Sometimes it is difficult to remain positive about the situation. Last weekend some colleagues and I were looking at some video of Polish narrow gauge lines taken during the 1990’s. This decade was hardly a golden age but it was striking how much was still happening. We thought that the state of some of the lines was poor then but compared to what survives today many of the stations, depots, etc looked quite businesslike. Planning a trip to Poland in 2009 to see commercial narrow gauge in action is certainly becoming problematic.

    It will be ironic if the end of narrow gauge freight operations is caused by PKP withdrawing from the wagon load freight market or due to it charging so much that the use of rail transport fails to make economic sense.

    I enjoy reading BTWT and of course you are free to print what you will. Personally, I feel that BTWT’s unique selling point is as an English language news source for what is happening on Polish railways. The campaigning element is important as well. Maybe our letters to the Mayor of Krosniewice did not make any great difference and perhaps it would be naive to expect that they would. However, I am glad that someone took the time to organise something. It can be very frustrating to be a bystander watching events unfold and thinking that you can do nothing but observe. I feel better for knowing that I have played some small part in providing the Mayor of Krosniewice with material for paper plane making.

    I can understand that given the seemingly unrelenting bad news that is coming out of Poland you need to do something to preserve your sanity. Personally, I find that standing at the edge of a field watching an Lxd2 haul a serious amount of freight is very therapeutic. However, if writing historic articles works for you that is fine. I’ll be happy to read anything that increases my understanding of the Polish narrow gauge. Please go easy on the competitions though. I’m too stupid to do them and they tend to make my head hurt.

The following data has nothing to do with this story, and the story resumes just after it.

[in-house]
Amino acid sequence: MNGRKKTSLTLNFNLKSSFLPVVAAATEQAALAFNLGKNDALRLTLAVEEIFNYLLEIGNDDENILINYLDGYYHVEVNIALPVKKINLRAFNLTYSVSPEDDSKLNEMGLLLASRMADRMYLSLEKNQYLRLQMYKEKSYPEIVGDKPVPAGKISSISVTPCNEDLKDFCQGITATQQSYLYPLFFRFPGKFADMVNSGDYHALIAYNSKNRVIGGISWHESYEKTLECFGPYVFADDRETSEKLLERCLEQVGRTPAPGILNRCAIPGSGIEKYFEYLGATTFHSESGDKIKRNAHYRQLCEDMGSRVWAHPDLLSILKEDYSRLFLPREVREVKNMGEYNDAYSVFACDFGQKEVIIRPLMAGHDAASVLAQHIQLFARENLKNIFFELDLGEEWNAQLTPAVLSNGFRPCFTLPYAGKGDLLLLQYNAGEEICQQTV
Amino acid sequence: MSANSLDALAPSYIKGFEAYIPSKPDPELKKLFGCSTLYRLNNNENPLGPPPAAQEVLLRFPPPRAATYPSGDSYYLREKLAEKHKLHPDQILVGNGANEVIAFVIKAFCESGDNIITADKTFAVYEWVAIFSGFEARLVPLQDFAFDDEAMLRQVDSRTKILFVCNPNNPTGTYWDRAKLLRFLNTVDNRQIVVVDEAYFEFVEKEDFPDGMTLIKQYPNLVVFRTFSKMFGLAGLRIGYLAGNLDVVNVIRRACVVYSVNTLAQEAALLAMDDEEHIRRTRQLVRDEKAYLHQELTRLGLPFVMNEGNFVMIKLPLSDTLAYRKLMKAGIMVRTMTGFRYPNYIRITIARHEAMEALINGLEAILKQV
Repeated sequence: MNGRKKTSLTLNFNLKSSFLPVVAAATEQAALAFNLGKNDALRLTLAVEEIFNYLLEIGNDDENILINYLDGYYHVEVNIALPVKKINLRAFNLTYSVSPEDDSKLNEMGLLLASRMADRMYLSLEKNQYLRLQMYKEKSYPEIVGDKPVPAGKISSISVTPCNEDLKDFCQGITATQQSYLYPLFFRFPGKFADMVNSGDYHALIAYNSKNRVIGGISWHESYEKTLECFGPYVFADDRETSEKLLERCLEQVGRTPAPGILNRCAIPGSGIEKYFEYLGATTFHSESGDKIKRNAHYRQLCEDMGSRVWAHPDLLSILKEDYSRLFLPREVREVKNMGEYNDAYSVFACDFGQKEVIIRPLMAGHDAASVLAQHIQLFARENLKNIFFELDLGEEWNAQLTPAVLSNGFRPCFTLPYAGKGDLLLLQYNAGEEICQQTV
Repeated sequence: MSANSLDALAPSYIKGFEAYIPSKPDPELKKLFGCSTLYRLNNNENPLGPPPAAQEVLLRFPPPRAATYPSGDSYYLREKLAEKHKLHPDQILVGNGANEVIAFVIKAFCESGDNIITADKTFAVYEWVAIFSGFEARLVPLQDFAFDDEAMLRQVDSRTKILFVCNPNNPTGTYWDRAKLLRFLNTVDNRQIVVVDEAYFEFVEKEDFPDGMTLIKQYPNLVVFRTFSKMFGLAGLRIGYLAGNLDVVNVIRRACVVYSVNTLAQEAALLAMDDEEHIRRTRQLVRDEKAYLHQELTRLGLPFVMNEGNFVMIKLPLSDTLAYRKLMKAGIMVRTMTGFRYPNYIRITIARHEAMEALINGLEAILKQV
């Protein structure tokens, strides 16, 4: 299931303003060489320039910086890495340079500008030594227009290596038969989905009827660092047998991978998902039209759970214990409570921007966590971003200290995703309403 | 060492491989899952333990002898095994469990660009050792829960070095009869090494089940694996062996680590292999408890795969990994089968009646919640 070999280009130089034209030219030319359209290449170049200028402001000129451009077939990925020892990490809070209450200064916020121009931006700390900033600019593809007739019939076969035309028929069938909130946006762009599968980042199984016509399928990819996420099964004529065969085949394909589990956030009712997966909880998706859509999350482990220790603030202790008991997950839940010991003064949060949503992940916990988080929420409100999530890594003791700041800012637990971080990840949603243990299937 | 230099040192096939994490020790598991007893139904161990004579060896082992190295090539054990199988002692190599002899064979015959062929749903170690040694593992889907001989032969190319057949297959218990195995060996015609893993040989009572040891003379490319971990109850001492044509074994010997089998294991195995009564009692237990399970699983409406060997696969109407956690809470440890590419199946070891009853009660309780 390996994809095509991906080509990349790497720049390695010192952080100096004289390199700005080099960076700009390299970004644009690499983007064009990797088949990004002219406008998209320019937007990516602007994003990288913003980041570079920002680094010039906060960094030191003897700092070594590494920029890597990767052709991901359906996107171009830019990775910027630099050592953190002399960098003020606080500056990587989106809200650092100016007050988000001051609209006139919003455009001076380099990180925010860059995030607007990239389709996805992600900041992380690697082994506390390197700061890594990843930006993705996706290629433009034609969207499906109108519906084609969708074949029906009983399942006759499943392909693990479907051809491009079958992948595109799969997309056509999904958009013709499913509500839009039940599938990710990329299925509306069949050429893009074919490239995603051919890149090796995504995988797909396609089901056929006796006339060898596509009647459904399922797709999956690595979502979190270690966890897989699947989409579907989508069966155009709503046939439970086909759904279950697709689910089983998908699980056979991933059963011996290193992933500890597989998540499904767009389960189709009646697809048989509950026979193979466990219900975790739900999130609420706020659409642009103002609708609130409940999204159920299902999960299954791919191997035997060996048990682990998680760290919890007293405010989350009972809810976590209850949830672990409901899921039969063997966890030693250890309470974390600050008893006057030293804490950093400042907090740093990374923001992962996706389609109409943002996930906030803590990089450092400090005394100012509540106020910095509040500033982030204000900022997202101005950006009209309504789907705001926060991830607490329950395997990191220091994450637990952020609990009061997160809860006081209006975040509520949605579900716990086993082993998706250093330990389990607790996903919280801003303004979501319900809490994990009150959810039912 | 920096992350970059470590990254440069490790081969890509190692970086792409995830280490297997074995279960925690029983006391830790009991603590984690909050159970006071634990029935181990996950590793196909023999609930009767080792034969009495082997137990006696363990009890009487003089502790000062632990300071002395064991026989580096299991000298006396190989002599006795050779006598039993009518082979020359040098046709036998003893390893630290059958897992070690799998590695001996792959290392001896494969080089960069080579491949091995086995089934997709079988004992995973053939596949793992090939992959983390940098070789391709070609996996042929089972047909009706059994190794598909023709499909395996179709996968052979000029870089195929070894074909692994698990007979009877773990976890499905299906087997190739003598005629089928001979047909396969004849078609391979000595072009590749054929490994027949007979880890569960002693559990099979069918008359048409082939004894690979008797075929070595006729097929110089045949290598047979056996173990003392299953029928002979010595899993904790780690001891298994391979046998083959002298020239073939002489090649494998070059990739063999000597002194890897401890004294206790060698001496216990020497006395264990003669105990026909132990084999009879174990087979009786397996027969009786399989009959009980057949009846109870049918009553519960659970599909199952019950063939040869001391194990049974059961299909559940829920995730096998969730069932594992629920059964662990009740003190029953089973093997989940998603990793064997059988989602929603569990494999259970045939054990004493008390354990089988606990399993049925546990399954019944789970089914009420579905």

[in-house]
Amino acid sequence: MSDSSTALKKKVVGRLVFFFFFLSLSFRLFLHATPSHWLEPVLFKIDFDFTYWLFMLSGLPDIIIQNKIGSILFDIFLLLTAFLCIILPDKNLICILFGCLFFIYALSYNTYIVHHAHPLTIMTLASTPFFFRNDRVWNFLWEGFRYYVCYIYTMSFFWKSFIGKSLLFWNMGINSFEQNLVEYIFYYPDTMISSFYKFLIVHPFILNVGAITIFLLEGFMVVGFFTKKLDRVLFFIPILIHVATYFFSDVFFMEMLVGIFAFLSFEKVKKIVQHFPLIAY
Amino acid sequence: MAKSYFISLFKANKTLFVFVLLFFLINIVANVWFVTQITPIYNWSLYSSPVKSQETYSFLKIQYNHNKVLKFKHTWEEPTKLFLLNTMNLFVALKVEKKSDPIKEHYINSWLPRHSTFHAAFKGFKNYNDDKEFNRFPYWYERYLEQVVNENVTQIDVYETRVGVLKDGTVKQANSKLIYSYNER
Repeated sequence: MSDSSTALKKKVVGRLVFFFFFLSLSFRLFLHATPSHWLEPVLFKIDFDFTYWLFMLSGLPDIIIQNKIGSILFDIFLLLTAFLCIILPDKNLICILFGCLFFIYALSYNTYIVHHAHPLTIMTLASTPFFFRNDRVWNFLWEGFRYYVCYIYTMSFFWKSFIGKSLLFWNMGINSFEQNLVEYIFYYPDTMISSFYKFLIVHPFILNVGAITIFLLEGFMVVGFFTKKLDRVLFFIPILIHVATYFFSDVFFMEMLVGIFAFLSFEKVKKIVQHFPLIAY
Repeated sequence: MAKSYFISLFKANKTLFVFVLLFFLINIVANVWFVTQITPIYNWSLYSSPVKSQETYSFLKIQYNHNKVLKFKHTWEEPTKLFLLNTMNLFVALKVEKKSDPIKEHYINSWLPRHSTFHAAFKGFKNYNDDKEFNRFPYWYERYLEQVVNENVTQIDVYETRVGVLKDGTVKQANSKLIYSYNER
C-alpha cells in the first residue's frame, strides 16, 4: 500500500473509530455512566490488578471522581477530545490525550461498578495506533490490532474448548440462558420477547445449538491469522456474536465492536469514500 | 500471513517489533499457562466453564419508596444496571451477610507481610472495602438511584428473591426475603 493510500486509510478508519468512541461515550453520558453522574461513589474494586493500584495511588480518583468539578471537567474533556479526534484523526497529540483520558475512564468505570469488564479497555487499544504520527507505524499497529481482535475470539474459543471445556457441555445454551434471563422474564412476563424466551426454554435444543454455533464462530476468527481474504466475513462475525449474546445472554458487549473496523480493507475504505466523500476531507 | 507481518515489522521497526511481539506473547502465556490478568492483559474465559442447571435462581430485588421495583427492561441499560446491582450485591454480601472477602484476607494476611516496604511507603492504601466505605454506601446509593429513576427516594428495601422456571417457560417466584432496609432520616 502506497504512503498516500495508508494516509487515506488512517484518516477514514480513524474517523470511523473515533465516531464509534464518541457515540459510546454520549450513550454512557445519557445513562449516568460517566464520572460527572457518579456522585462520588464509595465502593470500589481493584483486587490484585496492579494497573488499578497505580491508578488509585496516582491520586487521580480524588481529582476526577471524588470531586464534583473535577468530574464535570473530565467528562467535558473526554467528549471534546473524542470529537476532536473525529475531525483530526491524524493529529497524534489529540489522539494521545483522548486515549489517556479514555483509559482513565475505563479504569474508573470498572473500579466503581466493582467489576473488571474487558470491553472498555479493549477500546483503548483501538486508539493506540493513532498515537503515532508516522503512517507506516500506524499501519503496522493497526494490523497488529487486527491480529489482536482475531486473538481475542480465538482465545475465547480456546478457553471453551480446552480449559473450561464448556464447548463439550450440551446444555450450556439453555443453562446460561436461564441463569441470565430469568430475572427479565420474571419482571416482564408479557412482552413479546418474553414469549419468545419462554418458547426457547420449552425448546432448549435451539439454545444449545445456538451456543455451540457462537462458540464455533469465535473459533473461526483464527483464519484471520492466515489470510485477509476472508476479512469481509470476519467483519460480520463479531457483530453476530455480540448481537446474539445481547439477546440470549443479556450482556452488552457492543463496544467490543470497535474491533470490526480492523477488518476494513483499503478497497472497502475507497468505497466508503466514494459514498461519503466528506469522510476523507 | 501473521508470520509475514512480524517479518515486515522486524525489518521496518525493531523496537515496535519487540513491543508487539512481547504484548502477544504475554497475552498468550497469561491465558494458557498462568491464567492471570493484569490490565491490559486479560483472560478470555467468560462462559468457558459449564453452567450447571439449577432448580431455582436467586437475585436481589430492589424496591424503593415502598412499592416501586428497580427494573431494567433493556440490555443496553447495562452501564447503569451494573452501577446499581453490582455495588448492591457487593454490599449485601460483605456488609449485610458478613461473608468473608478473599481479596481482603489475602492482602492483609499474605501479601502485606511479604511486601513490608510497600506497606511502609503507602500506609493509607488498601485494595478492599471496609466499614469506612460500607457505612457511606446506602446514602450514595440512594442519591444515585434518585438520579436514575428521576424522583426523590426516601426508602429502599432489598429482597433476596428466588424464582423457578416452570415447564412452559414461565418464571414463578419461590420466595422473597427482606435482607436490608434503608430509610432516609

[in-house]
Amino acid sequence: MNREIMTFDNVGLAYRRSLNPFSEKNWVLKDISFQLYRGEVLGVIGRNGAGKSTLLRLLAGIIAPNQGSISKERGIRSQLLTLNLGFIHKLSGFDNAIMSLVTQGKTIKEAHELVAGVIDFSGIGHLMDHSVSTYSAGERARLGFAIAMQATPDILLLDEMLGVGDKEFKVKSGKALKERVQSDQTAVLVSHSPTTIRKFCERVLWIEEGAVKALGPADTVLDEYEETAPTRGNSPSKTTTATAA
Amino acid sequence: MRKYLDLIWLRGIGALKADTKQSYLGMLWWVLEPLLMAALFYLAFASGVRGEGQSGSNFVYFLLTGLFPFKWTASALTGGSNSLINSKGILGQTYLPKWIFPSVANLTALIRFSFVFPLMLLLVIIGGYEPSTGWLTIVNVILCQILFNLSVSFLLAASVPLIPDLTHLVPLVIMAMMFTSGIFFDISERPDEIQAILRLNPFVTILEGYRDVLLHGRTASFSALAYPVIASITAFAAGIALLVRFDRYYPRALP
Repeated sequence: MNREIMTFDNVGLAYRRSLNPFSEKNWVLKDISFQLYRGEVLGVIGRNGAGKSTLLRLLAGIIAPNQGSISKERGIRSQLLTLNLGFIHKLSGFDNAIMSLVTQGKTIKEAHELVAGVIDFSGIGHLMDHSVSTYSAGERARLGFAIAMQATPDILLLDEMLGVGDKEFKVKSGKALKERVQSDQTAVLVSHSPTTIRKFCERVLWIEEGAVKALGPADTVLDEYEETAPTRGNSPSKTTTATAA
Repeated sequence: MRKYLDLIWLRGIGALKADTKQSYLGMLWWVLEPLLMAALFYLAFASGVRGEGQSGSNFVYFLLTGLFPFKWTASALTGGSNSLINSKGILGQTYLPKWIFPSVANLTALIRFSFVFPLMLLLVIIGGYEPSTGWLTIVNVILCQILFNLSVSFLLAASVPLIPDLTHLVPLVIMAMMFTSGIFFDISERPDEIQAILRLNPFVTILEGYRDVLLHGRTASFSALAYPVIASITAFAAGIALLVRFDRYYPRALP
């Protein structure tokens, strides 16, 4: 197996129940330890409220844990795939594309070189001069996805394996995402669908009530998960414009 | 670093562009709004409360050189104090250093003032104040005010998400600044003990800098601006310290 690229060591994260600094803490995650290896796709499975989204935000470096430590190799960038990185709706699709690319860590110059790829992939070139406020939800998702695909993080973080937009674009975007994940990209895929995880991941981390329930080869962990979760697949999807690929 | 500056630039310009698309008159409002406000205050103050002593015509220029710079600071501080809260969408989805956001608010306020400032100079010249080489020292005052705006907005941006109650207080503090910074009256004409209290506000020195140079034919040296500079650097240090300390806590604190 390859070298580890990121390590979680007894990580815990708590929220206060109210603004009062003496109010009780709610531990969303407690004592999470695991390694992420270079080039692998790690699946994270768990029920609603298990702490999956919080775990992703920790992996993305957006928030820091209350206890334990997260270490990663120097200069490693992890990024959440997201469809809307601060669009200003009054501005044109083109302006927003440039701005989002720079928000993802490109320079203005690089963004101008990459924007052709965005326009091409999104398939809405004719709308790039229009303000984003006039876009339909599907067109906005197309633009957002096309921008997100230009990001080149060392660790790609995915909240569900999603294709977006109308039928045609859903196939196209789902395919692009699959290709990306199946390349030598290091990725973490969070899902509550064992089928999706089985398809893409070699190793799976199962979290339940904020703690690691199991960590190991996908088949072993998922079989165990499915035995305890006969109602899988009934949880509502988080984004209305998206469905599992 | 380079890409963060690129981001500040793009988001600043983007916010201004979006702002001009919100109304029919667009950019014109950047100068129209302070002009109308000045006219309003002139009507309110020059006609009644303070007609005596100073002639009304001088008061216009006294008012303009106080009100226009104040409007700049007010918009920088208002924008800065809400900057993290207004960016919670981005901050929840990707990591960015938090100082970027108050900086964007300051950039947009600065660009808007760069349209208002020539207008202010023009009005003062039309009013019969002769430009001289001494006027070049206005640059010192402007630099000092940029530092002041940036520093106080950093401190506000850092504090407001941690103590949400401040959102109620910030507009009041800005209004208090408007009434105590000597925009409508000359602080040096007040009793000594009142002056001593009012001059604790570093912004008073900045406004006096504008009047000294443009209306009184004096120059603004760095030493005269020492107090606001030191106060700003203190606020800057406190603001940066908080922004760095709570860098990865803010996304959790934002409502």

2. emil Says:


    I know the picture for Polish heritage trains looks very gloomy for the coming year, and it gets worse with each day (for example, yesterday the news was announced that all steam trains in the Tri-city region this summer will be cancelled), but… at least there’s one good thing. The Krosniewice railway IS running, sadly not on a day-to-day basis, but there are quite a few tourist trains (for example, one on December 6th last year was an enormous success). The plans for this year in Krosniewice are quite ambitious: amongst others, there is a plan that a special train will run to Lubraniec on June 6th. So it isn’t as bad as all that…


  3. Geoff Jenkins Says:

    I managed to see the train returning to Krosniewice on 20 September 2008 after the festival at Leczyca. It seems that the weekend was very successful. As you point out the event on 6 December 2008 was also a great success. I hope that more trains will run to Ozorkow this year and I would like to come and travel on one. It would be useful if SKOKW could give plenty of notice of when trains are going to run so that people who have long distances to travel have time to make arrangements come when the trains are operating.

    Is the trip to Lubraniec definitely going to take place? I thought that there were problems with the state of the track and that funding still had to be sorted out. It is a pity the freight trains are no longer running but I hope that some of the Krosniewice railway will survive as a tourist line, if nothing else.

Leave a Reply

Fill in your details below or click an icon to log in: Logo

You are commenting using your account. Log Out /  Change )

Google photo

You are commenting using your Google account. Log Out /  Change )

Twitter picture

You are commenting using your Twitter account. Log Out /  Change )

Facebook photo

You are commenting using your Facebook account. Log Out /  Change )

Connecting to %s